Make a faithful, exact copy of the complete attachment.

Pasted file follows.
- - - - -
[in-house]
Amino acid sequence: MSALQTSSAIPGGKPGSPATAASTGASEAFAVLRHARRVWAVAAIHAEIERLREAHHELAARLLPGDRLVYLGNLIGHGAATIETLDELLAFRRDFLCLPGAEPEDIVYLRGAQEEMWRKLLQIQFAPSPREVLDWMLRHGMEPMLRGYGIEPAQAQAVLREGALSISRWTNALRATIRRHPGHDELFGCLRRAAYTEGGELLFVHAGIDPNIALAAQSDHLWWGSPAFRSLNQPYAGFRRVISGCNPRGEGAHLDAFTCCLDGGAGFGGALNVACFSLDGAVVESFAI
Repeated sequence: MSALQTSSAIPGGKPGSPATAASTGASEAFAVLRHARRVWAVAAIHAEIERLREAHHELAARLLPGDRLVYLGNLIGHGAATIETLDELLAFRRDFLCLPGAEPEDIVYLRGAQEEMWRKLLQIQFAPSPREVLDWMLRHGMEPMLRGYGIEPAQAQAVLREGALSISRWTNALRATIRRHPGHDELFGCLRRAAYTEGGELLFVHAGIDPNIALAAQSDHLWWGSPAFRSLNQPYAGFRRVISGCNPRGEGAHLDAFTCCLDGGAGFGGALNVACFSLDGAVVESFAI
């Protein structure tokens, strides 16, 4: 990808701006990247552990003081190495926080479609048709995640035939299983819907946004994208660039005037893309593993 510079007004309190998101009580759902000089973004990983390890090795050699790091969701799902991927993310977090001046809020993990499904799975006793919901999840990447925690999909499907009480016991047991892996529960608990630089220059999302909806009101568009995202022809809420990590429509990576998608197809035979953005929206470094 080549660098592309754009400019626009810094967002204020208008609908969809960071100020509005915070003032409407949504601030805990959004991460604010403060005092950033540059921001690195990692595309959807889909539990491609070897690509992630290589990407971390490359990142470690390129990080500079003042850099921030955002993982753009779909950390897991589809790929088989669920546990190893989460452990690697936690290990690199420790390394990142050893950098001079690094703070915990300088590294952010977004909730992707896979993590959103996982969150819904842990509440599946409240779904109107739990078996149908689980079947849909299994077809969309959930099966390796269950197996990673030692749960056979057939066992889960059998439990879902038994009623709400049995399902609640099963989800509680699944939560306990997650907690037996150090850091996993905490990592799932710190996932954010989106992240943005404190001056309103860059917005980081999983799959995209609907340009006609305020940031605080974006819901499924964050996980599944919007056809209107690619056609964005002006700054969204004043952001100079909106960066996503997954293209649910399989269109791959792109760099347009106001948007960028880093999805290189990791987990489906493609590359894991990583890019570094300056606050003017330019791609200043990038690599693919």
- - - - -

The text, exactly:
[in-house]
Amino acid sequence: MSALQTSSAIPGGKPGSPATAASTGASEAFAVLRHARRVWAVAAIHAEIERLREAHHELAARLLPGDRLVYLGNLIGHGAATIETLDELLAFRRDFLCLPGAEPEDIVYLRGAQEEMWRKLLQIQFAPSPREVLDWMLRHGMEPMLRGYGIEPAQAQAVLREGALSISRWTNALRATIRRHPGHDELFGCLRRAAYTEGGELLFVHAGIDPNIALAAQSDHLWWGSPAFRSLNQPYAGFRRVISGCNPRGEGAHLDAFTCCLDGGAGFGGALNVACFSLDGAVVESFAI
Repeated sequence: MSALQTSSAIPGGKPGSPATAASTGASEAFAVLRHARRVWAVAAIHAEIERLREAHHELAARLLPGDRLVYLGNLIGHGAATIETLDELLAFRRDFLCLPGAEPEDIVYLRGAQEEMWRKLLQIQFAPSPREVLDWMLRHGMEPMLRGYGIEPAQAQAVLREGALSISRWTNALRATIRRHPGHDELFGCLRRAAYTEGGELLFVHAGIDPNIALAAQSDHLWWGSPAFRSLNQPYAGFRRVISGCNPRGEGAHLDAFTCCLDGGAGFGGALNVACFSLDGAVVESFAI
């Protein structure tokens, strides 16, 4: 990808701006990247552990003081190495926080479609048709995640035939299983819907946004994208660039005037893309593993 510079007004309190998101009580759902000089973004990983390890090795050699790091969701799902991927993310977090001046809020993990499904799975006793919901999840990447925690999909499907009480016991047991892996529960608990630089220059999302909806009101568009995202022809809420990590429509990576998608197809035979953005929206470094 080549660098592309754009400019626009810094967002204020208008609908969809960071100020509005915070003032409407949504601030805990959004991460604010403060005092950033540059921001690195990692595309959807889909539990491609070897690509992630290589990407971390490359990142470690390129990080500079003042850099921030955002993982753009779909950390897991589809790929088989669920546990190893989460452990690697936690290990690199420790390394990142050893950098001079690094703070915990300088590294952010977004909730992707896979993590959103996982969150819904842990509440599946409240779904109107739990078996149908689980079947849909299994077809969309959930099966390796269950197996990673030692749960056979057939066992889960059998439990879902038994009623709400049995399902609640099963989800509680699944939560306990997650907690037996150090850091996993905490990592799932710190996932954010989106992240943005404190001056309103860059917005980081999983799959995209609907340009006609305020940031605080974006819901499924964050996980599944919007056809209107690619056609964005002006700054969204004043952001100079909106960066996503997954293209649910399989269109791959792109760099347009106001948007960028880093999805290189990791987990489906493609590359894991990583890019570094300056606050003017330019791609200043990038690599693919």